1. My apologies, Karen,
        I was talking about the bit of Parliament that we get to vote for — which in the UK is the House of Commons — and even then I’m being simplistic. We have had a habit of criticising Christian members of Parliament for some of the decisions they have been part of, when the fact is that we have not fully understood the issues at stake. Therefore we are putting an intolerable burden on our own backs if we treat our representatives as deligates, pretend that we are able to determine which is the lesser of two evils, and share responsibility.

        Given that we believe God to be in control — and who else could have given us a government operating on such thin margins just at the time when a strong government would have torn itself apart? — what is wrong with individual Christians voting according to their personal financial preferences?


  7. Why should finance be the sole exception to what you say about other decisions and responsibilities? We no more know everything about that than we do about the finer points of dairy subsidies or specialist cancer units or penal practices: yet we are expected to use our vote as best we can, subject to prayer, with the information we are allowed to have about them all. If we use it selfishly, God will let the consequences play out – though mercifully perhaps withholding all that we deserve.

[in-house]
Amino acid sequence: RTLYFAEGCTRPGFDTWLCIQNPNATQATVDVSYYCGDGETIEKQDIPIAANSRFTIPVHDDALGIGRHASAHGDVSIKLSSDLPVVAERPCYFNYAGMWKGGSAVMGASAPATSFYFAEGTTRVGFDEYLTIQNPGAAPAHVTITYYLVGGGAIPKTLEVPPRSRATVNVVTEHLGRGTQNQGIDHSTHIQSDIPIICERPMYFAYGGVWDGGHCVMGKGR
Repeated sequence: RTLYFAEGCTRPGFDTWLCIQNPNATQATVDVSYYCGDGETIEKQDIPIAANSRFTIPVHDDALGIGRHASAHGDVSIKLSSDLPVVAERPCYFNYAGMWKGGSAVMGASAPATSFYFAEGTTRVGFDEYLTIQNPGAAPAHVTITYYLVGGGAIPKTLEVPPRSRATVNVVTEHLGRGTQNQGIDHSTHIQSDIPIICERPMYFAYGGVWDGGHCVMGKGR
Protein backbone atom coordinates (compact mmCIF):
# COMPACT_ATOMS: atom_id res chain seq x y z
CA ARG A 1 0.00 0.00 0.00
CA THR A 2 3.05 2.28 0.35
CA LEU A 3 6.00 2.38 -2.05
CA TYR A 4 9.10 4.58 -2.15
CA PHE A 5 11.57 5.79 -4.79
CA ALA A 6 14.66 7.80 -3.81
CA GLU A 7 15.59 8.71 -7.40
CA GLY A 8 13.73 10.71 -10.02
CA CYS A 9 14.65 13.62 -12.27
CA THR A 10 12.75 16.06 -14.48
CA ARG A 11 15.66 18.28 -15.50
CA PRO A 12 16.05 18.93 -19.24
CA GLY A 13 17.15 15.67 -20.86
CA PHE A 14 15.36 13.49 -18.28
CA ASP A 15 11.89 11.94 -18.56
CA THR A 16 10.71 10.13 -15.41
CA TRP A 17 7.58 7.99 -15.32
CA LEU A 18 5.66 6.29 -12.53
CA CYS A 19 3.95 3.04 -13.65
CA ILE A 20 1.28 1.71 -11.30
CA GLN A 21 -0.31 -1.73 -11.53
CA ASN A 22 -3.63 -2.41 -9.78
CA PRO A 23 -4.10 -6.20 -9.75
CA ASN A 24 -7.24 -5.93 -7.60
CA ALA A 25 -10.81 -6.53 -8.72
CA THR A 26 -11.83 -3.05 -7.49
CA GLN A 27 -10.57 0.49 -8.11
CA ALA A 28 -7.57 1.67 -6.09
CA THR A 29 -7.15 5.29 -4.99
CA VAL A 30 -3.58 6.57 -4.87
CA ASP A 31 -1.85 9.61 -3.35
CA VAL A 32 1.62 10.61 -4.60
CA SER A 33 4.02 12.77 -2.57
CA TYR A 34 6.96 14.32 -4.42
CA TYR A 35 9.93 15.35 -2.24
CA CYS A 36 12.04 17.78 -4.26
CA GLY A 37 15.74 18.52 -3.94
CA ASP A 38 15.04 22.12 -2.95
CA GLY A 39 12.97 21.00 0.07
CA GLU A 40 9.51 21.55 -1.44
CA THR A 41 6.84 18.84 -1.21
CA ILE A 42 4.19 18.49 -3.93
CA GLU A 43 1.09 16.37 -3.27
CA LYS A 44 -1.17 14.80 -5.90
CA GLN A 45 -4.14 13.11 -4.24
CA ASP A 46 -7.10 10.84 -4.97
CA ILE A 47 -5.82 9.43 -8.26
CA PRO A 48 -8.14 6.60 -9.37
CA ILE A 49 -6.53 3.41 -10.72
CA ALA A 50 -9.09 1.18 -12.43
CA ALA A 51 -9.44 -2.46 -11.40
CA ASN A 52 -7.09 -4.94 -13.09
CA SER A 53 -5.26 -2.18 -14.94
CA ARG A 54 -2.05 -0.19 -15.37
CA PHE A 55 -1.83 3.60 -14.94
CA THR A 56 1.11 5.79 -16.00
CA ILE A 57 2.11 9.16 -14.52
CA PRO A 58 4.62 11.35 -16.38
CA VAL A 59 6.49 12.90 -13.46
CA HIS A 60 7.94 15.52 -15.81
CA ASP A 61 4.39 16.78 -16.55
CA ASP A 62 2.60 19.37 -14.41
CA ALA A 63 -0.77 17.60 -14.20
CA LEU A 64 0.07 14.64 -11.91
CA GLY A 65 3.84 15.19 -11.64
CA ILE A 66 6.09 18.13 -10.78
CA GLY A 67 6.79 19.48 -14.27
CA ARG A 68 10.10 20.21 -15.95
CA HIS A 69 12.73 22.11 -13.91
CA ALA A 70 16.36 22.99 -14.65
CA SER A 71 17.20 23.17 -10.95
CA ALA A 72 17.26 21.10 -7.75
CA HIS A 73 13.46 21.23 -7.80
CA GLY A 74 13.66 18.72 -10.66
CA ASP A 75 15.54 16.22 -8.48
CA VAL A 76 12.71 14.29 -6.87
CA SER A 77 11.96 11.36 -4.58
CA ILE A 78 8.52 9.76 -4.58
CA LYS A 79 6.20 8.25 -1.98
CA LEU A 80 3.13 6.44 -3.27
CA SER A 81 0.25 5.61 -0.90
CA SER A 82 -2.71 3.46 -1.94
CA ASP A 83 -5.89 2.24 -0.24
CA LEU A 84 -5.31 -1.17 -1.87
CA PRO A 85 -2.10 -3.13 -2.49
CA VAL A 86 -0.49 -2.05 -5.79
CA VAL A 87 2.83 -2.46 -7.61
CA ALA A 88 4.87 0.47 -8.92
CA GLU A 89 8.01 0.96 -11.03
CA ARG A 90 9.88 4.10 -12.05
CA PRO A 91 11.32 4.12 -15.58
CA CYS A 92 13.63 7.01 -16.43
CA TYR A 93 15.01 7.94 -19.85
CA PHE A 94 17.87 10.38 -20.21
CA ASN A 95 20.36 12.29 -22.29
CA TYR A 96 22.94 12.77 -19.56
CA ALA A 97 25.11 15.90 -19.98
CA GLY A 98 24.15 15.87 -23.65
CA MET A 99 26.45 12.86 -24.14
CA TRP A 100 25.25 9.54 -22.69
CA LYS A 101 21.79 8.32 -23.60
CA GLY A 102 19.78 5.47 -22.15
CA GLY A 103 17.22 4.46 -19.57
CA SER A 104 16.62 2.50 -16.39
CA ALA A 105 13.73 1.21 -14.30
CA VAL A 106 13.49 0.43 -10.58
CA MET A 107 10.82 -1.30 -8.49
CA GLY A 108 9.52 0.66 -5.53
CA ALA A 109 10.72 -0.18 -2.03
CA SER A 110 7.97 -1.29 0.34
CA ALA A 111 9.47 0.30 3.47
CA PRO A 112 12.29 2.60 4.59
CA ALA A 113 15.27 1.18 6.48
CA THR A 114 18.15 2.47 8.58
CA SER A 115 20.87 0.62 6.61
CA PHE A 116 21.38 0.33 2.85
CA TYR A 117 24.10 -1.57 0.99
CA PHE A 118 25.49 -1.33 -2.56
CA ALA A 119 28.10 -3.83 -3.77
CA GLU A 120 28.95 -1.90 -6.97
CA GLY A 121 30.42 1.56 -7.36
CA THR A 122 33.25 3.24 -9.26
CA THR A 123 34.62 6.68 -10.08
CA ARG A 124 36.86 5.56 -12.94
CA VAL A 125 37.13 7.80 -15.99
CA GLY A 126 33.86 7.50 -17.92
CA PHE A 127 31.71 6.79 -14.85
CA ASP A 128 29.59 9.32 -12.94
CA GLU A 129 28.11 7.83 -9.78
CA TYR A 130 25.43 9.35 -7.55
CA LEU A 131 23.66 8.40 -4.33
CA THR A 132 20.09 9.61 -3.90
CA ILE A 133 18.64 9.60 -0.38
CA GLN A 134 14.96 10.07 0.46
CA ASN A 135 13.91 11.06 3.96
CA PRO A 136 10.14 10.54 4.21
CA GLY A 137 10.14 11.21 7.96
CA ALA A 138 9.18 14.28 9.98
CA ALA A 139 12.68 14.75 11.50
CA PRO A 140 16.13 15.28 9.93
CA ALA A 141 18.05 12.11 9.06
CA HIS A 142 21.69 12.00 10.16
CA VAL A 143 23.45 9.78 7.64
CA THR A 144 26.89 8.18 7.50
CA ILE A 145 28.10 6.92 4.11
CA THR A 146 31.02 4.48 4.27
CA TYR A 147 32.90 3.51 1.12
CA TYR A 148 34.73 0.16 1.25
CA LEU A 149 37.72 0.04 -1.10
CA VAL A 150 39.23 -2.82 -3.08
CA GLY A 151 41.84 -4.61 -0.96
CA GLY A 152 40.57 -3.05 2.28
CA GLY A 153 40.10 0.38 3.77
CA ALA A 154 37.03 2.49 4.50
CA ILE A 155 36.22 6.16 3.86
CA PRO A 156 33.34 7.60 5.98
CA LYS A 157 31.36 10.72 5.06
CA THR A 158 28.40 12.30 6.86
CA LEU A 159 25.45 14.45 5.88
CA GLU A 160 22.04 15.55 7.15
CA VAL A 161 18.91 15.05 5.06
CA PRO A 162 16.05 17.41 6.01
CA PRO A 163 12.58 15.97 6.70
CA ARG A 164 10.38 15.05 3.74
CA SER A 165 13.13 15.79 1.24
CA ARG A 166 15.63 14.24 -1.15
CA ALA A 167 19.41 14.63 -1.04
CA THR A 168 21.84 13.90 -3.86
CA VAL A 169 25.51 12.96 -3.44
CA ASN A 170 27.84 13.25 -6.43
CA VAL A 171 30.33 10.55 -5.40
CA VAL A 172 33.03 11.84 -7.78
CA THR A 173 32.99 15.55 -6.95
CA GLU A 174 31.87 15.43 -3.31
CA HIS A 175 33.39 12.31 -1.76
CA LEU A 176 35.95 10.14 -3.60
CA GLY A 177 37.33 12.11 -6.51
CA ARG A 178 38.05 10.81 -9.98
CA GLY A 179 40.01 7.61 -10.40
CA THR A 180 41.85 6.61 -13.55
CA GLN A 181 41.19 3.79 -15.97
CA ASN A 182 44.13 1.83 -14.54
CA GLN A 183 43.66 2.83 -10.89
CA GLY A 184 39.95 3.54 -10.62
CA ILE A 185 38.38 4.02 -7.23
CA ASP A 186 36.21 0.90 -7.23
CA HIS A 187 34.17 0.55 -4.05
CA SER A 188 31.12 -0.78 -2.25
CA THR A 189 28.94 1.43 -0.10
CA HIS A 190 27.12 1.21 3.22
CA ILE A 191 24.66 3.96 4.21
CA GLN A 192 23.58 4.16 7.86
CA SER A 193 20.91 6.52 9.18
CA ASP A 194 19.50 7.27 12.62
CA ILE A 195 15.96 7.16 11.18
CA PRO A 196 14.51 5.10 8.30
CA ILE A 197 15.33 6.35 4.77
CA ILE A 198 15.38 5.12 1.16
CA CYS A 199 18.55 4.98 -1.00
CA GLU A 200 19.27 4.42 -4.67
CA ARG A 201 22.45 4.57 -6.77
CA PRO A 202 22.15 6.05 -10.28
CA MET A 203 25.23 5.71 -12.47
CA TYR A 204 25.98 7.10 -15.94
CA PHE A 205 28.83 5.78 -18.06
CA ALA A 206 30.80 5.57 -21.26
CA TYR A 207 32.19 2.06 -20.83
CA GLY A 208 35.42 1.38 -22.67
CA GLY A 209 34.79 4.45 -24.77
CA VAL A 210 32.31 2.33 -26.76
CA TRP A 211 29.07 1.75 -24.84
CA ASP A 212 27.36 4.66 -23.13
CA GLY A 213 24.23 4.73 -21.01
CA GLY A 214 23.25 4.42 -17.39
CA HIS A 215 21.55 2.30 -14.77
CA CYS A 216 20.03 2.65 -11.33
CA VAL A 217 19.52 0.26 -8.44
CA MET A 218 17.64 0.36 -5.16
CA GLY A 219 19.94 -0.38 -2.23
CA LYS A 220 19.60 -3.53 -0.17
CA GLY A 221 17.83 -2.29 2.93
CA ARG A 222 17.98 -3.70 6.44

1. To repeat my point about being simplistic, Karen
      monetary policy is, in normal circumstances, the place where we can see a difference and the place where we can therefore, with as much or as little thought as we are at liberty to put into it, make a distinction and make our mark.

      1. “Simplistic” is a word I often hear from those who want to avoid looking at the obvious. You are attributing such power to money alone that you come across (perhaps wrongly – it’s a weakness of the medium) as in danger of trusting in the Mammon spirit, and your own power to “make (y)our mark” by spending choices, over and above that of God.